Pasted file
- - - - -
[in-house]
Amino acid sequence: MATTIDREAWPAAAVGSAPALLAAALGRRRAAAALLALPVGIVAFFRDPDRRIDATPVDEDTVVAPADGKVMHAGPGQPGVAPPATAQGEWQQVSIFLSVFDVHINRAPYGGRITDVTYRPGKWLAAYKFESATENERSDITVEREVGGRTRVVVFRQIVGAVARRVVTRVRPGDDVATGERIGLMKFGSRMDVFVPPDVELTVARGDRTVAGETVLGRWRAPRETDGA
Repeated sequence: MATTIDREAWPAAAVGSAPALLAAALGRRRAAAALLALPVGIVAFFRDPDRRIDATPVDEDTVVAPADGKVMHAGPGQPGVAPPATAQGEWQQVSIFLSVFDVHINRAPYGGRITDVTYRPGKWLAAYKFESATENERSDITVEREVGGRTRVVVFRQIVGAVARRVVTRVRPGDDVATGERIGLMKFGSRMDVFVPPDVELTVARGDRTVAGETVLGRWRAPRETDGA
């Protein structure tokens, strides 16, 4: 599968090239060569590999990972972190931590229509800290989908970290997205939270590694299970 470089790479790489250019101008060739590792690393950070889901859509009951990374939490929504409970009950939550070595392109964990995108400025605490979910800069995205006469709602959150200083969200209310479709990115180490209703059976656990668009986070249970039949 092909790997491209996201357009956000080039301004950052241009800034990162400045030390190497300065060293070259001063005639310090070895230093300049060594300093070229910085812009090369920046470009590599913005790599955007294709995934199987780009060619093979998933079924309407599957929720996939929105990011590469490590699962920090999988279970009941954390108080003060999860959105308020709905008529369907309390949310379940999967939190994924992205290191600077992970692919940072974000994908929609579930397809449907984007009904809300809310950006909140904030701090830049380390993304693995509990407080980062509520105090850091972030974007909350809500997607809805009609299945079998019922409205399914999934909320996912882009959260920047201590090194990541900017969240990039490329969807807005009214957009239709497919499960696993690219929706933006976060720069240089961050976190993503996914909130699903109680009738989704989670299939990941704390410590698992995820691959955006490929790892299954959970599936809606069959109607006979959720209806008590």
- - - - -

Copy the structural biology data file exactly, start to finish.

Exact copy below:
[in-house]
Amino acid sequence: MATTIDREAWPAAAVGSAPALLAAALGRRRAAAALLALPVGIVAFFRDPDRRIDATPVDEDTVVAPADGKVMHAGPGQPGVAPPATAQGEWQQVSIFLSVFDVHINRAPYGGRITDVTYRPGKWLAAYKFESATENERSDITVEREVGGRTRVVVFRQIVGAVARRVVTRVRPGDDVATGERIGLMKFGSRMDVFVPPDVELTVARGDRTVAGETVLGRWRAPRETDGA
Repeated sequence: MATTIDREAWPAAAVGSAPALLAAALGRRRAAAALLALPVGIVAFFRDPDRRIDATPVDEDTVVAPADGKVMHAGPGQPGVAPPATAQGEWQQVSIFLSVFDVHINRAPYGGRITDVTYRPGKWLAAYKFESATENERSDITVEREVGGRTRVVVFRQIVGAVARRVVTRVRPGDDVATGERIGLMKFGSRMDVFVPPDVELTVARGDRTVAGETVLGRWRAPRETDGA
């Protein structure tokens, strides 16, 4: 599968090239060569590999990972972190931590229509800290989908970290997205939270590694299970 470089790479790489250019101008060739590792690393950070889901859509009951990374939490929504409970009950939550070595392109964990995108400025605490979910800069995205006469709602959150200083969200209310479709990115180490209703059976656990668009986070249970039949 092909790997491209996201357009956000080039301004950052241009800034990162400045030390190497300065060293070259001063005639310090070895230093300049060594300093070229910085812009090369920046470009590599913005790599955007294709995934199987780009060619093979998933079924309407599957929720996939929105990011590469490590699962920090999988279970009941954390108080003060999860959105308020709905008529369907309390949310379940999967939190994924992205290191600077992970692919940072974000994908929609579930397809449907984007009904809300809310950006909140904030701090830049380390993304693995509990407080980062509520105090850091972030974007909350809500997607809805009609299945079998019922409205399914999934909320996912882009959260920047201590090194990541900017969240990039490329969807807005009214957009239709497919499960696993690219929706933006976060720069240089961050976190993503996914909130699903109680009738989704989670299939990941704390410590698992995820691959955006490929790892299954959970599936809606069959109607006979959720209806008590």